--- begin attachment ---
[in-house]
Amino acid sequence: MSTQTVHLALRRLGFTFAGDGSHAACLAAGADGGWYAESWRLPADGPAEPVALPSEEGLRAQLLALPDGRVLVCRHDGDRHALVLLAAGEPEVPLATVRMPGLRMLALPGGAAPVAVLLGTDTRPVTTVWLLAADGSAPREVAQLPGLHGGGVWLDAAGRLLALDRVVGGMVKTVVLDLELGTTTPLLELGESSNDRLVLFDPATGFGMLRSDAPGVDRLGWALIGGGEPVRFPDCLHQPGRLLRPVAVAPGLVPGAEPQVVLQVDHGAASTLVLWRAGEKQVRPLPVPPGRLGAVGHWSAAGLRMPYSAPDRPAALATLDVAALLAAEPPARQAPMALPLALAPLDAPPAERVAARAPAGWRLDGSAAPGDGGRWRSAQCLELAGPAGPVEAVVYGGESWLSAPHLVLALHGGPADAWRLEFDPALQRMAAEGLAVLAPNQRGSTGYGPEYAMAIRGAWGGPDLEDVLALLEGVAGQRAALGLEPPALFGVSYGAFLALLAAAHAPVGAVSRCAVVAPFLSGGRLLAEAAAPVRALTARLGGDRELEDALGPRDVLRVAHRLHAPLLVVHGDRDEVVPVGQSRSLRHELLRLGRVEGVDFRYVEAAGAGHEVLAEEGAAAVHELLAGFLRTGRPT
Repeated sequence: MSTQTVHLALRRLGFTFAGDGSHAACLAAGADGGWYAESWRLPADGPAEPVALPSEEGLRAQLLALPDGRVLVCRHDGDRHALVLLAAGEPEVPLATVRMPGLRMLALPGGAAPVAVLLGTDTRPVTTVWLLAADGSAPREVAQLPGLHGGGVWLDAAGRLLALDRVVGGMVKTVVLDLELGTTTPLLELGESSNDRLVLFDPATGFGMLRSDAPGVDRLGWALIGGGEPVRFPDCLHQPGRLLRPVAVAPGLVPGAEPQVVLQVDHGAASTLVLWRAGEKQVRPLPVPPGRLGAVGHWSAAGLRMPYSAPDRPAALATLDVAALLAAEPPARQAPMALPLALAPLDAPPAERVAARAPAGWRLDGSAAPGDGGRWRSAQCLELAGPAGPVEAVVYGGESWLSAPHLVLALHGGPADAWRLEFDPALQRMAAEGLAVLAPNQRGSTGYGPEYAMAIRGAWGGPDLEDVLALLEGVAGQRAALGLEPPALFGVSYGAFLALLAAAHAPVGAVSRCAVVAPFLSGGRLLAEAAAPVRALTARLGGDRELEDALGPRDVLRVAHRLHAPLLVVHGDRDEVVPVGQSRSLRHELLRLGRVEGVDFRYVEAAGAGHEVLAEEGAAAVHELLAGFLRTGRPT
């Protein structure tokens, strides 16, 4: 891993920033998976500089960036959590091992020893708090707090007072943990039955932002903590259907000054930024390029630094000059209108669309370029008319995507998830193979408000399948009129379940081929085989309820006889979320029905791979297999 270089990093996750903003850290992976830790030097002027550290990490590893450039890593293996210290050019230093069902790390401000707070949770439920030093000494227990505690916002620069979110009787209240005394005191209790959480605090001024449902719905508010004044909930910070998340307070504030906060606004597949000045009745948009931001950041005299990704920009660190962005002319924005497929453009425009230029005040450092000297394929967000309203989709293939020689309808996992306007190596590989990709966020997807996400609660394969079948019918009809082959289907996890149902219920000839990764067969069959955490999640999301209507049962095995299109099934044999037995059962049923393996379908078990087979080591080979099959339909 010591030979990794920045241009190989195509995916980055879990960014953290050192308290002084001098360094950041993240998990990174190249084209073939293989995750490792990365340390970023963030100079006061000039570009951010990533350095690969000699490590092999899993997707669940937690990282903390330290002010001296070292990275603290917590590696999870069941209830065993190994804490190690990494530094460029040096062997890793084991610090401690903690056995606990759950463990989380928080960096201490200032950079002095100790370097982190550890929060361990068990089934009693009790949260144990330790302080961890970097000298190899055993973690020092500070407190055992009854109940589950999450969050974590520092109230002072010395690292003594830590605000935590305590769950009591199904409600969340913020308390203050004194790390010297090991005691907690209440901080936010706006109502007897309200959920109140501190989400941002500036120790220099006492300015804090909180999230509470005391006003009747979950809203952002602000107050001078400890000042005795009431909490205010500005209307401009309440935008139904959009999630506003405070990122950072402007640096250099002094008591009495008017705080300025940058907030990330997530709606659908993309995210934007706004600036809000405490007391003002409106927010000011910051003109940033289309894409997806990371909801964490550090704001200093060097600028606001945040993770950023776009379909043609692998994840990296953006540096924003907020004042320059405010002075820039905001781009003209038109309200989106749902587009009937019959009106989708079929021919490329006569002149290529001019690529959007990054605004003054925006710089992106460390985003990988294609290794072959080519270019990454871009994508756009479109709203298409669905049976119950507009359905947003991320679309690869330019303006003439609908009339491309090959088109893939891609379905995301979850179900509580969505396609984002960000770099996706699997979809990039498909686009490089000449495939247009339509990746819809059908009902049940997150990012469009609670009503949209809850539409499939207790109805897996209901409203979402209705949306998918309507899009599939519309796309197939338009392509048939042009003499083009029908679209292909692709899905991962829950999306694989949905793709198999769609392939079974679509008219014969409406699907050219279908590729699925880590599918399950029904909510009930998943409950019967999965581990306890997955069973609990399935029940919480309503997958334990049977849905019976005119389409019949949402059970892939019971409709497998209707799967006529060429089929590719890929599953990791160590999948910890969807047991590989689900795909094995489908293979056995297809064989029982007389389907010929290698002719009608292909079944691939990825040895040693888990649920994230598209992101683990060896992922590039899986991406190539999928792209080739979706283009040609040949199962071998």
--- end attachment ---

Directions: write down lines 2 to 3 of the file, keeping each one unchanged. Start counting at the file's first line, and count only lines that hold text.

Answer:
Amino acid sequence: MSTQTVHLALRRLGFTFAGDGSHAACLAAGADGGWYAESWRLPADGPAEPVALPSEEGLRAQLLALPDGRVLVCRHDGDRHALVLLAAGEPEVPLATVRMPGLRMLALPGGAAPVAVLLGTDTRPVTTVWLLAADGSAPREVAQLPGLHGGGVWLDAAGRLLALDRVVGGMVKTVVLDLELGTTTPLLELGESSNDRLVLFDPATGFGMLRSDAPGVDRLGWALIGGGEPVRFPDCLHQPGRLLRPVAVAPGLVPGAEPQVVLQVDHGAASTLVLWRAGEKQVRPLPVPPGRLGAVGHWSAAGLRMPYSAPDRPAALATLDVAALLAAEPPARQAPMALPLALAPLDAPPAERVAARAPAGWRLDGSAAPGDGGRWRSAQCLELAGPAGPVEAVVYGGESWLSAPHLVLALHGGPADAWRLEFDPALQRMAAEGLAVLAPNQRGSTGYGPEYAMAIRGAWGGPDLEDVLALLEGVAGQRAALGLEPPALFGVSYGAFLALLAAAHAPVGAVSRCAVVAPFLSGGRLLAEAAAPVRALTARLGGDRELEDALGPRDVLRVAHRLHAPLLVVHGDRDEVVPVGQSRSLRHELLRLGRVEGVDFRYVEAAGAGHEVLAEEGAAAVHELLAGFLRTGRPT
Repeated sequence: MSTQTVHLALRRLGFTFAGDGSHAACLAAGADGGWYAESWRLPADGPAEPVALPSEEGLRAQLLALPDGRVLVCRHDGDRHALVLLAAGEPEVPLATVRMPGLRMLALPGGAAPVAVLLGTDTRPVTTVWLLAADGSAPREVAQLPGLHGGGVWLDAAGRLLALDRVVGGMVKTVVLDLELGTTTPLLELGESSNDRLVLFDPATGFGMLRSDAPGVDRLGWALIGGGEPVRFPDCLHQPGRLLRPVAVAPGLVPGAEPQVVLQVDHGAASTLVLWRAGEKQVRPLPVPPGRLGAVGHWSAAGLRMPYSAPDRPAALATLDVAALLAAEPPARQAPMALPLALAPLDAPPAERVAARAPAGWRLDGSAAPGDGGRWRSAQCLELAGPAGPVEAVVYGGESWLSAPHLVLALHGGPADAWRLEFDPALQRMAAEGLAVLAPNQRGSTGYGPEYAMAIRGAWGGPDLEDVLALLEGVAGQRAALGLEPPALFGVSYGAFLALLAAAHAPVGAVSRCAVVAPFLSGGRLLAEAAAPVRALTARLGGDRELEDALGPRDVLRVAHRLHAPLLVVHGDRDEVVPVGQSRSLRHELLRLGRVEGVDFRYVEAAGAGHEVLAEEGAAAVHELLAGFLRTGRPT